About 1,500 residents protested Monday against the possible closure of a Russian military base in their southern Georgian town, a television station reported, signaling local objections to Georgia's demand that the last two Soviet-era bases in the country shut down.
Demonstrators urged the Georgian government not to rush the pullout of the 62nd Russian military base, saying they feared for their livelihood, Georgia's independent Rustavi-2 television reported. Many residents of the town of Akhalkalaki, close to the border with Armenia, work at the base.
They appealed to Georgian President Mikhail Saakashvili to help solve the region's social and economic problems, the report said.
In comments at a military unit later in the day, Saakashvili said that "we guarantee work in the armed forces for all personnel working at the Russian military bases."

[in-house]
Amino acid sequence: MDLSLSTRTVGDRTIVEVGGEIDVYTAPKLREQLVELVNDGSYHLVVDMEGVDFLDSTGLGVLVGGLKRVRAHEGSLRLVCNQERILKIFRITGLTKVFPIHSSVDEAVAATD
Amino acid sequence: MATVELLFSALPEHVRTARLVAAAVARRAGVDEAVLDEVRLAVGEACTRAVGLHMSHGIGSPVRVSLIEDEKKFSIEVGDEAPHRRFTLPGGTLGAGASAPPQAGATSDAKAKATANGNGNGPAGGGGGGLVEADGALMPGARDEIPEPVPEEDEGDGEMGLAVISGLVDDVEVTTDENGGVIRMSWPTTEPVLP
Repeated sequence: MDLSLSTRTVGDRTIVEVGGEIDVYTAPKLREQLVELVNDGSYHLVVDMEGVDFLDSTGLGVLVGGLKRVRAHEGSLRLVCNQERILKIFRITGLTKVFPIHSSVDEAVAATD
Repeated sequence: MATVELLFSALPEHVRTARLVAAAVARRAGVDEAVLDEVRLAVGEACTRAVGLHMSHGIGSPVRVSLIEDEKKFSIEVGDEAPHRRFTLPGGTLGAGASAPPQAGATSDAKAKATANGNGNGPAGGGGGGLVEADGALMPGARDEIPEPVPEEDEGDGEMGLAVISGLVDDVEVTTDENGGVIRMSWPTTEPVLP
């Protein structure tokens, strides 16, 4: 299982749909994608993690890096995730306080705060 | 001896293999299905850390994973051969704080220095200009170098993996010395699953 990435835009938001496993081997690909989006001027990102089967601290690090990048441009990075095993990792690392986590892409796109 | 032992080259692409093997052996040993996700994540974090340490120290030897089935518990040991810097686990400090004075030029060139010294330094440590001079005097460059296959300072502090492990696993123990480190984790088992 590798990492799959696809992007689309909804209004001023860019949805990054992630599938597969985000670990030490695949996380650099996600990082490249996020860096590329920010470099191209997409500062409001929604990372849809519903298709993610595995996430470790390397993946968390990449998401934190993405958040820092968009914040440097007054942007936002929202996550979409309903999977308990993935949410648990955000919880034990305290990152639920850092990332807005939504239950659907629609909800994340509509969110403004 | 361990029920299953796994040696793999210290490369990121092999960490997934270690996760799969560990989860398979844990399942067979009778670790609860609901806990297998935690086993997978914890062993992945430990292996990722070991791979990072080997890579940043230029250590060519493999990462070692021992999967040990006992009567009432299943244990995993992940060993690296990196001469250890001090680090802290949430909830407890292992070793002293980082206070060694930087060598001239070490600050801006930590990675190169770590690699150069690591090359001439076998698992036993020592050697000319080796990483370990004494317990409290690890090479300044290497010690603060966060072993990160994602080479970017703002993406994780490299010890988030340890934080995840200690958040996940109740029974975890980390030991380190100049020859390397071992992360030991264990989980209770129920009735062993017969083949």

He said that those who now serve at the Akhalkalaki base would be transferred to other units in the area when it is closed.
Georgia and Russia have been sparring over the timetable for withdrawal. Tbilisi wants the troops out within two years, if not earlier, while Moscow insists it needs at least four years, if not more than a decade, to complete the job.
The Russian daily Kommersant said last week that Moscow is motivated in part by fears its military presence in Armenia - its closest ally in the strategic Caucasus region - could be at risk if it pulls out of Georgia.
Russia does not border Armenia, and uses Georgian territory to move troops and equipment to its military base there.
The difference between the West and the two mighty allies in the East - Russia and China - is enormous. In fact, it is not a difference, but an outright contrast